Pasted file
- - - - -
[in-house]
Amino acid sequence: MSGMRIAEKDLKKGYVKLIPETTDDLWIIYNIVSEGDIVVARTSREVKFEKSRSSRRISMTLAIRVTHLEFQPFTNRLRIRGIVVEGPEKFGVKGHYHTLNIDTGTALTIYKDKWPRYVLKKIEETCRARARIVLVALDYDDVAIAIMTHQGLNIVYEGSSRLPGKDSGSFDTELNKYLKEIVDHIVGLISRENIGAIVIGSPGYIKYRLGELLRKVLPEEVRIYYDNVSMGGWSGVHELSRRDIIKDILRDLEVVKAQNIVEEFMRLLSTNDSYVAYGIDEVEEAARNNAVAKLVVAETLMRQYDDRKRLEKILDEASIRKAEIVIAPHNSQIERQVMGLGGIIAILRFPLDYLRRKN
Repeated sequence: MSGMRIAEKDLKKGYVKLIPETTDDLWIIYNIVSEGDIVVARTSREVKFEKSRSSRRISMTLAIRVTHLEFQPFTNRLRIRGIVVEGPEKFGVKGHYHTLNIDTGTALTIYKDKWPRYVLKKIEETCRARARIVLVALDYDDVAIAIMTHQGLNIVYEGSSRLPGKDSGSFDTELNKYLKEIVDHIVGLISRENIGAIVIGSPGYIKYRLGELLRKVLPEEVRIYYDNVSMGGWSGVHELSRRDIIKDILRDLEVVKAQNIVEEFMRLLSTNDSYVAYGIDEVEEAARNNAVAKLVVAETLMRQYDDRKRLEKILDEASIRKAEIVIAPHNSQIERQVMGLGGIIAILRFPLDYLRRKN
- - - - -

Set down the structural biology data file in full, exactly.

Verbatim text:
[in-house]
Amino acid sequence: MSGMRIAEKDLKKGYVKLIPETTDDLWIIYNIVSEGDIVVARTSREVKFEKSRSSRRISMTLAIRVTHLEFQPFTNRLRIRGIVVEGPEKFGVKGHYHTLNIDTGTALTIYKDKWPRYVLKKIEETCRARARIVLVALDYDDVAIAIMTHQGLNIVYEGSSRLPGKDSGSFDTELNKYLKEIVDHIVGLISRENIGAIVIGSPGYIKYRLGELLRKVLPEEVRIYYDNVSMGGWSGVHELSRRDIIKDILRDLEVVKAQNIVEEFMRLLSTNDSYVAYGIDEVEEAARNNAVAKLVVAETLMRQYDDRKRLEKILDEASIRKAEIVIAPHNSQIERQVMGLGGIIAILRFPLDYLRRKN
Repeated sequence: MSGMRIAEKDLKKGYVKLIPETTDDLWIIYNIVSEGDIVVARTSREVKFEKSRSSRRISMTLAIRVTHLEFQPFTNRLRIRGIVVEGPEKFGVKGHYHTLNIDTGTALTIYKDKWPRYVLKKIEETCRARARIVLVALDYDDVAIAIMTHQGLNIVYEGSSRLPGKDSGSFDTELNKYLKEIVDHIVGLISRENIGAIVIGSPGYIKYRLGELLRKVLPEEVRIYYDNVSMGGWSGVHELSRRDIIKDILRDLEVVKAQNIVEEFMRLLSTNDSYVAYGIDEVEEAARNNAVAKLVVAETLMRQYDDRKRLEKILDEASIRKAEIVIAPHNSQIERQVMGLGGIIAILRFPLDYLRRKN